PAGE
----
This is a classic technique used by TV show cops all the time. Empathize with the person you are speaking with and make the wrongdoing sound like no big deal. Oftentimes the subject will latch on to this lenient line of thinking and either confess or give you a clue as to their thinking. It sounds corny, but it actually works.
Want to know if you are good at separating lies from truth? Play “2 Truths and a Lie” with our lie-spotting quiz.
Along with minimizing, you want to connect at a human level by sharing. And what better way to share than with food?
Sharing works because it opens people up. There’s a reason car dealerships always have free ice cream and coffee. If your colleague has a juicy bit of info and isn’t giving it up, try one of the following:
- invite them out to lunch or dinner
- share a drink
- offer them a cigarette or even candy
The more you share, the more open and trusting the other person becomes.
Play Good Cop
I truly believe that being honest and good is the best way to act in life. The same goes here for getting confessions.
I want you to be the Good Cop:
- Be reassuring. Let them know what they did is understandable. Don’t alienate.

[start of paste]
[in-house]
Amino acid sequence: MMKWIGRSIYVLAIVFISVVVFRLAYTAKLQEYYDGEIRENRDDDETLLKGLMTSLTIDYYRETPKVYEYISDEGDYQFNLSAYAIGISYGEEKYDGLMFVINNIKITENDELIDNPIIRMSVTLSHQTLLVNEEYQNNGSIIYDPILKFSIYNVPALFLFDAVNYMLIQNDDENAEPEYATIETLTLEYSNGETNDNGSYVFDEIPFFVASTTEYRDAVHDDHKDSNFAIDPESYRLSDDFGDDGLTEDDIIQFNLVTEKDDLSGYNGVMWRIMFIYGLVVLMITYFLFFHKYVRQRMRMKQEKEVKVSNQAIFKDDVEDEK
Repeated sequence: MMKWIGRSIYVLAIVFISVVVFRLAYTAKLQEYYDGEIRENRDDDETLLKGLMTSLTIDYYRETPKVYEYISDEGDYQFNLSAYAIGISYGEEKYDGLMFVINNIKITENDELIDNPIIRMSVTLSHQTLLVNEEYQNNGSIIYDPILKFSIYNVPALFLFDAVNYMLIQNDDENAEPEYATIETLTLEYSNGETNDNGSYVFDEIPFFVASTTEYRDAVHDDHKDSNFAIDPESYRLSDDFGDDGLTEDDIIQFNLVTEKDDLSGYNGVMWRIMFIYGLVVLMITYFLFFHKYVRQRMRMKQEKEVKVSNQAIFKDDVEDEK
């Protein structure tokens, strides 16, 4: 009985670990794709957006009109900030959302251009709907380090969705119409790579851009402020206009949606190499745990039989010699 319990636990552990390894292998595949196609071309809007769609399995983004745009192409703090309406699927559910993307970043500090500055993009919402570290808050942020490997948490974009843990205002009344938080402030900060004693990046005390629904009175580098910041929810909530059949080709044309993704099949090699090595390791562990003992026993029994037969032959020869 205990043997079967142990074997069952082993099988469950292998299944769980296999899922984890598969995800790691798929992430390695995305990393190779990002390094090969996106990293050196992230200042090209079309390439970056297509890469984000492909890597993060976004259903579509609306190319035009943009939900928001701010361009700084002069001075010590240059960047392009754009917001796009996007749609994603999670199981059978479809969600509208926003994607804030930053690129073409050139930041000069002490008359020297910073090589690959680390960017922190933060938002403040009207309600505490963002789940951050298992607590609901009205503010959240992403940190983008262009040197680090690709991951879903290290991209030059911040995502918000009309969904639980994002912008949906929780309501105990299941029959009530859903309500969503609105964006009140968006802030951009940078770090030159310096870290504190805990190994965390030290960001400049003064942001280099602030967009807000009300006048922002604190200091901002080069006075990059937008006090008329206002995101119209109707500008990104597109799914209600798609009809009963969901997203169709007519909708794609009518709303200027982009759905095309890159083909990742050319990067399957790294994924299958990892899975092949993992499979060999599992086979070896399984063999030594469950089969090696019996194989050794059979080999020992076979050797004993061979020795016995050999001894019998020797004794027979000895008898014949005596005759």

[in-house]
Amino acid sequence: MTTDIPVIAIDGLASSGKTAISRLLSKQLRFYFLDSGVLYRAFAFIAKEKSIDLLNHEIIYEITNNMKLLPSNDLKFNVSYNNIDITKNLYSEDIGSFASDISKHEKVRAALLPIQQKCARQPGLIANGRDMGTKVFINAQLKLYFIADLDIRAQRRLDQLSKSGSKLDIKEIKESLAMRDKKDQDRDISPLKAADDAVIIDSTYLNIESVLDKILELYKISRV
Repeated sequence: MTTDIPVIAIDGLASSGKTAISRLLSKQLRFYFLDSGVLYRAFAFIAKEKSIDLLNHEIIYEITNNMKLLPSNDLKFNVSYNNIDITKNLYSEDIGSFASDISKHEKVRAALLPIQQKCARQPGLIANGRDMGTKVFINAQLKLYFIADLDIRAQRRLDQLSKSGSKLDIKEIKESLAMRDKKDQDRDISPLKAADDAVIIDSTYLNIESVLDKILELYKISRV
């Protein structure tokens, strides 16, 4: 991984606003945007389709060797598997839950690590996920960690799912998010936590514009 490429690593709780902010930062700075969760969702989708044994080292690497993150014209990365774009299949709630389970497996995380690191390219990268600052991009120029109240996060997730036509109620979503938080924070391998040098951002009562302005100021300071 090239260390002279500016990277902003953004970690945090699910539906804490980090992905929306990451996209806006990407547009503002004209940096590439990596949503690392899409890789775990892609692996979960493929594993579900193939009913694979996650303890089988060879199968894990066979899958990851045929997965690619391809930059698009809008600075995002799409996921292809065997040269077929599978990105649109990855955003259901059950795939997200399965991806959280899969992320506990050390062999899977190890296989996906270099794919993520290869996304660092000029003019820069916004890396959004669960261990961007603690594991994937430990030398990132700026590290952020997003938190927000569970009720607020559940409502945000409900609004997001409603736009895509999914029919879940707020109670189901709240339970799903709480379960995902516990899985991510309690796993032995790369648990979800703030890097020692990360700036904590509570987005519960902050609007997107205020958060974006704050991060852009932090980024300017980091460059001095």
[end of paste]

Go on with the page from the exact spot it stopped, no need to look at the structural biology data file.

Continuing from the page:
- Minimize consequences. What will happen if they confess?
- The release. Explain that after divulging information, they will come out better—either be a better person, have a better outcome, or just feel relieved.
- Show agreeability. What made them do this? Were they pressured? Try to see from their perspective.
Pop quiz! Which group of people do you think is the best at detecting lies? Is it:
- police officers
- none of the above
Click to Reveal Answer
The answer is c) teachers! In a comprehensive study of 16,537 people, teachers, social workers, Secret Service agents, and psychologists seemed to be better at detecting lies than detectives and police officers.
Ironic, right? An important part of a police officer’s job is to detect lies, but they’re no better at it than even a student is!
So what makes teachers and social workers superior lie detectors? They have the special ability to build trust and empathy. And I’m not just talking about playing good cop here—these people are able to truly connect with whomever they’re talking to on a deep, personal level.
Now, body language isn’t just the nonverbal aspect—although that’s important. True mastery of body language allows you to build rapport, connecting with others on a deeper level than normal. And that’s exactly why teachers are amazing at getting kids to confess.
Want to increase your rapport-building skills? Head on over to How to Communicate With Patients (not only for doctors!).
When you really want to get someone to confess, try removing all barriers—desks, tables, etc.—so you have a direct one-on-one connection with them.
This also exposes their feet, so you can identify what their feet are telling you.